That is, I was free to do so until they decided otherwise. Eventually, the other foot would fall and they would retaliate in an indirect and devastating way, such as by bringing up my 'fascination' with girls of late at a family gathering, and laughing while discussing the minute details of my recent bodily changes with relatives in the extended family that I was not close with. Or by loudly discussing in the car "when the boy will start to care whether his clothes match or not" while I was in the back seat.
Being discussed, particularly with strangers, while they refused to acknowledge I was in the room, was my "secret weakness" that was used to keep me terrified enough to admit that 2+2 = 5. In the book, we find out that Winson's secret is the rat cage. We never get to know Julia's.
There are some ways in which the constant, looming terror of being totally devastated without notice becomes liberating, though. For example, when you believe that the people in charge might just be moved to punish you for no reason, there's no reason to obey them. Obedience only matters when you're seeking to gain positive recognition or when you're trying to avoid negative recognition.
You also find yourself in a position to acknowledge their madness even though you can't imagine living without it.
In some ways, she was far more acute than Winston, and far less susceptible to Party propaganda. Once when he happened in some connection to mention the war against Eurasia, she startled him by saying casually that in her opinion the war was not happening. The rocket bombs which fell daily on London were probably fired by the Government of Oceana itself, 'just to keep people frightened'... She also stirred a sort of envy in him by telling him that during the Two Minutes Hate her great difficulty was to avoid bursting out laughing... Often she was ready to accept the official mythology, simple because the difference between truth and falsehood did not seem important to her. (p. 160)In a situation where your level of comfort, your emotional security, and your privacy are totally up to the whims of an unpredictable and, if not malicious, certainly callous authority, why should truth and falsehood matter? What did it matter if I actually had a moment of incontinence when I was eight or not? Discussing with my aunt the wet spot and speculating that I might be starting to ejaculate at a very young age (because I had no accidents for several years before this) while I'm listening will have the same effect either way. It's still humiliating.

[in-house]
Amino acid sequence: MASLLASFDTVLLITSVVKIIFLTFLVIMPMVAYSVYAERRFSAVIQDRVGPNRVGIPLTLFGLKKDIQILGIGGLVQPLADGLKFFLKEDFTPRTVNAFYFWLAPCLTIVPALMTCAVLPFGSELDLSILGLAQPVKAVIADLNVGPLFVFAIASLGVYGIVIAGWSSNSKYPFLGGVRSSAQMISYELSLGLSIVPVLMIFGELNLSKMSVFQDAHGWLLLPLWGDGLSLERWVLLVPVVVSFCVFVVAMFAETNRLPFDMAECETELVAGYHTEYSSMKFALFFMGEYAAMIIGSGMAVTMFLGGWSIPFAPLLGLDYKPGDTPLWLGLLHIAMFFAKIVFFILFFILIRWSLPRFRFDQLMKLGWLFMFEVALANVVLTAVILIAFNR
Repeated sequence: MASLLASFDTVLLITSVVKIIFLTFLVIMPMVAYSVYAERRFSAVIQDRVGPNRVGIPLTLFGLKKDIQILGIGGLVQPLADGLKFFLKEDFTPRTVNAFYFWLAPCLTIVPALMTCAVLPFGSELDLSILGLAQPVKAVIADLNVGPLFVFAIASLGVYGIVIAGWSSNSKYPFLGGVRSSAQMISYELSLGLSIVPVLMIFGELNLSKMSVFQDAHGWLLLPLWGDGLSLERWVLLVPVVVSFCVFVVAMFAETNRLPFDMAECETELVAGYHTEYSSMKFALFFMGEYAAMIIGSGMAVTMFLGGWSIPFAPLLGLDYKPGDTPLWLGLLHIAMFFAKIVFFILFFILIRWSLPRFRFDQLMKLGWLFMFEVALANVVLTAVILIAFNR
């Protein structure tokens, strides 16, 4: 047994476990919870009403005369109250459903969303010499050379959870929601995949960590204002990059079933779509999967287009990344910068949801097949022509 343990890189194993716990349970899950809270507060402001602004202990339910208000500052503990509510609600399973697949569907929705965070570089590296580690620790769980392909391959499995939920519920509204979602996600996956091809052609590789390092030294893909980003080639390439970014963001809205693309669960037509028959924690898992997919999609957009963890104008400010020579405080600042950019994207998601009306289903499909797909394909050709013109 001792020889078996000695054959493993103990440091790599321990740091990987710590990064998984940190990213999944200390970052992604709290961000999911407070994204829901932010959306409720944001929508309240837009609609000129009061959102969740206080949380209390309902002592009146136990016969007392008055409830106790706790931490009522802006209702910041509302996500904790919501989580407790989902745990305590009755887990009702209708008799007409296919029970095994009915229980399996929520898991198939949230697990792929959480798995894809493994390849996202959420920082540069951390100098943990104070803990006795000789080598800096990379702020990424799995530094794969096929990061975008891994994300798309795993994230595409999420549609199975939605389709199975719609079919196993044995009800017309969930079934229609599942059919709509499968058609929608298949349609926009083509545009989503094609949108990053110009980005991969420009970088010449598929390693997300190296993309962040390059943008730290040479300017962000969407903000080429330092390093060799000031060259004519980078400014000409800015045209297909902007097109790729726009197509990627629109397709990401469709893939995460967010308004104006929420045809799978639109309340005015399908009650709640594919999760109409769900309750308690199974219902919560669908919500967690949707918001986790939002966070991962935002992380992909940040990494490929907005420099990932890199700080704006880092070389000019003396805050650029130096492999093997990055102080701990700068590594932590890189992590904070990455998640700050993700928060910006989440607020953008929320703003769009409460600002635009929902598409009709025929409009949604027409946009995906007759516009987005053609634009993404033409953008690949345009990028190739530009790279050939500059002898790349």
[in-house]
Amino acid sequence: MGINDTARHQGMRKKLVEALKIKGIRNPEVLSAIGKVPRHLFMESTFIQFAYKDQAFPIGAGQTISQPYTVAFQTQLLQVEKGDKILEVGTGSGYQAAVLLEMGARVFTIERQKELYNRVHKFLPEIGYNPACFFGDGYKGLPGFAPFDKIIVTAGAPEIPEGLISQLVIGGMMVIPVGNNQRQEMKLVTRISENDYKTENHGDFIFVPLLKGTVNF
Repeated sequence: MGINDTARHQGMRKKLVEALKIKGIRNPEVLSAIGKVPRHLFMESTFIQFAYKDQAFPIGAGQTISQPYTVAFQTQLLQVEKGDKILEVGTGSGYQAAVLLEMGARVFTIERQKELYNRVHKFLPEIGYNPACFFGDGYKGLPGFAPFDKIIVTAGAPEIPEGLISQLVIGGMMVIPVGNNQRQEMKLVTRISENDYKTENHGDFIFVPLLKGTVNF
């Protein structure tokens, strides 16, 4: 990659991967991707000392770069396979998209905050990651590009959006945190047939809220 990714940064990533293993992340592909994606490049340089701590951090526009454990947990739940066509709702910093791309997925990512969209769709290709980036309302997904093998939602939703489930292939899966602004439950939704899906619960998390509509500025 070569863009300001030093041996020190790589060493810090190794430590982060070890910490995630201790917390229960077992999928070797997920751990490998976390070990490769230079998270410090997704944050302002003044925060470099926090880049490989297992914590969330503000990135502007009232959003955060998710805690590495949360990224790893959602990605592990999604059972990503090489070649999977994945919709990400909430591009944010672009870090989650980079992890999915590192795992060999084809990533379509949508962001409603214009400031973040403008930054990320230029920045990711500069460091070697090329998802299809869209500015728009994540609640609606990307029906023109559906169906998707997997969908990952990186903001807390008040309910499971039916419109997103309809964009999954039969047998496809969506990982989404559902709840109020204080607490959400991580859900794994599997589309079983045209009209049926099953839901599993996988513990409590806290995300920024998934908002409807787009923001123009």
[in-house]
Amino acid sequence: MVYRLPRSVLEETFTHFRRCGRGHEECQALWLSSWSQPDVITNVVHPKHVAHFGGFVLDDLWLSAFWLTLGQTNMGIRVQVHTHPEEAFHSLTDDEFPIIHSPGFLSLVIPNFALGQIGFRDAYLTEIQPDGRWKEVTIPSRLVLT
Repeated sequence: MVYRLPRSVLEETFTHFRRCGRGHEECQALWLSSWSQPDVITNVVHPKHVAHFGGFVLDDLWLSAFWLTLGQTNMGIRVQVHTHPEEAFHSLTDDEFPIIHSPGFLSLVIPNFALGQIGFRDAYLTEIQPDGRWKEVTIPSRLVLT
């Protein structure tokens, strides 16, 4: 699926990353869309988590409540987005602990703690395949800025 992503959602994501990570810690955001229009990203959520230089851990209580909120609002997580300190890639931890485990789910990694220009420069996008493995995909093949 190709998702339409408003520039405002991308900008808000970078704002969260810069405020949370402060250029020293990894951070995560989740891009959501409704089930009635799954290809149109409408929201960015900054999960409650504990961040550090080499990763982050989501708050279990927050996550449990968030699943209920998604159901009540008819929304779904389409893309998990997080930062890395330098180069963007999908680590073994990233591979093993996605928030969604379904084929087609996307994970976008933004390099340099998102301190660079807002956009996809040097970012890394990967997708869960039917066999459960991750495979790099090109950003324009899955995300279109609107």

One can know that everything one hears is a lie and still have to cling to it, because the consequences of the lie are themselves real, and the transmutation of reality that occurs because of it still affects one's life. In fact, eventually it ceases to matter whether you really forgot to do a chore or not. Eventually, knowing that whatever happens, you will be enduring an hour long tirade for forgetting to do a chore leads to simply choosing to do no chores. The result is the same either way.
They could be made to accept the most flagrant violations of reality, because they never fully grasped the enormity of what was demanded of them, and were not sufficiently interested in public events to notice what was happening. By lack of understanding they remained sane. (p. 163)*Remember, I was (to the best of my own knowledge) undiagnosed as a child. These tactics were simply my parents' natural approach to raising a child who acted like me, and not part of an over-arching immersive behavior modification campaign. I believe that such programs are just as harmful as my experience, though, when they seek to replicate this level of control and they are conducted with similar disregard to the consent of the child.
(I will also note that my mother described my father to me a couple of years ago as someone who "is stuck entirely in behavioral psychology. He's not smart enough to realize that most of the reason he doesn't get what he wants is because cognitive psychology is a better tool." I was not yet diagnosed when she said this, and would not be for another year or so after she said it. This is leading me to question the "you're gifted, you don't have a learning disability or anything like that, your brother does" narrative of my formative years.)
Previous posts in this series (most recent to least):
Yes, That Too... - 1984 and... Neurodiversity? (Updated to remove the senior paper, it was not written from a neurodiversity perspective.)
That Autistic that Newtown Forgot - The Truths in Silence and the Lies Loudly Spoken
Shaping Clay - Facecrime